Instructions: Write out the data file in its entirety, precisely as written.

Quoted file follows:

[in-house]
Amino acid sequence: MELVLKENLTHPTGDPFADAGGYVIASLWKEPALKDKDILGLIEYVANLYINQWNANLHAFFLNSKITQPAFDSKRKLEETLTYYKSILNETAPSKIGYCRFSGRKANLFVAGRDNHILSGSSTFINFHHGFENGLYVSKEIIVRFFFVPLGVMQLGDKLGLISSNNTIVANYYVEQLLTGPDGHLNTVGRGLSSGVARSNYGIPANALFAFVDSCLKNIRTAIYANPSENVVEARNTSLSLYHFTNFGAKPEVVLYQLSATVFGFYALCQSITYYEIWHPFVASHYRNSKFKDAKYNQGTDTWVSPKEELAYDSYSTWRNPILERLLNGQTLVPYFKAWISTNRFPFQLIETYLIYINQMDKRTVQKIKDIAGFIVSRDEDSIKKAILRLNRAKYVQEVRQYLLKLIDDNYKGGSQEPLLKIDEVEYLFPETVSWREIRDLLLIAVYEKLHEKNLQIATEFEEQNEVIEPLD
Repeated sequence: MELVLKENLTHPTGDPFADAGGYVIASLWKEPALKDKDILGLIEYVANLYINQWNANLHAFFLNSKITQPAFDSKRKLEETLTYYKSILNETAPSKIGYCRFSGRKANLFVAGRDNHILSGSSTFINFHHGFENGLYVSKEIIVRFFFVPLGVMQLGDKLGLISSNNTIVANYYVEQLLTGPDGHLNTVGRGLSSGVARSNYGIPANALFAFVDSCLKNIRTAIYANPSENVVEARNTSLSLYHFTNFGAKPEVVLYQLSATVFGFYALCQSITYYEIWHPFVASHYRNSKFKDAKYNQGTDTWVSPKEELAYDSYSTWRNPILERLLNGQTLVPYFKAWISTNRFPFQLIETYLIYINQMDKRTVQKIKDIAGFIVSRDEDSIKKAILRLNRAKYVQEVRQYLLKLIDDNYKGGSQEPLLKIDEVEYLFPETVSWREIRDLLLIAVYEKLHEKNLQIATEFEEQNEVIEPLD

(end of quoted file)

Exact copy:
[in-house]
Amino acid sequence: MELVLKENLTHPTGDPFADAGGYVIASLWKEPALKDKDILGLIEYVANLYINQWNANLHAFFLNSKITQPAFDSKRKLEETLTYYKSILNETAPSKIGYCRFSGRKANLFVAGRDNHILSGSSTFINFHHGFENGLYVSKEIIVRFFFVPLGVMQLGDKLGLISSNNTIVANYYVEQLLTGPDGHLNTVGRGLSSGVARSNYGIPANALFAFVDSCLKNIRTAIYANPSENVVEARNTSLSLYHFTNFGAKPEVVLYQLSATVFGFYALCQSITYYEIWHPFVASHYRNSKFKDAKYNQGTDTWVSPKEELAYDSYSTWRNPILERLLNGQTLVPYFKAWISTNRFPFQLIETYLIYINQMDKRTVQKIKDIAGFIVSRDEDSIKKAILRLNRAKYVQEVRQYLLKLIDDNYKGGSQEPLLKIDEVEYLFPETVSWREIRDLLLIAVYEKLHEKNLQIATEFEEQNEVIEPLD
Repeated sequence: MELVLKENLTHPTGDPFADAGGYVIASLWKEPALKDKDILGLIEYVANLYINQWNANLHAFFLNSKITQPAFDSKRKLEETLTYYKSILNETAPSKIGYCRFSGRKANLFVAGRDNHILSGSSTFINFHHGFENGLYVSKEIIVRFFFVPLGVMQLGDKLGLISSNNTIVANYYVEQLLTGPDGHLNTVGRGLSSGVARSNYGIPANALFAFVDSCLKNIRTAIYANPSENVVEARNTSLSLYHFTNFGAKPEVVLYQLSATVFGFYALCQSITYYEIWHPFVASHYRNSKFKDAKYNQGTDTWVSPKEELAYDSYSTWRNPILERLLNGQTLVPYFKAWISTNRFPFQLIETYLIYINQMDKRTVQKIKDIAGFIVSRDEDSIKKAILRLNRAKYVQEVRQYLLKLIDDNYKGGSQEPLLKIDEVEYLFPETVSWREIRDLLLIAVYEKLHEKNLQIATEFEEQNEVIEPLD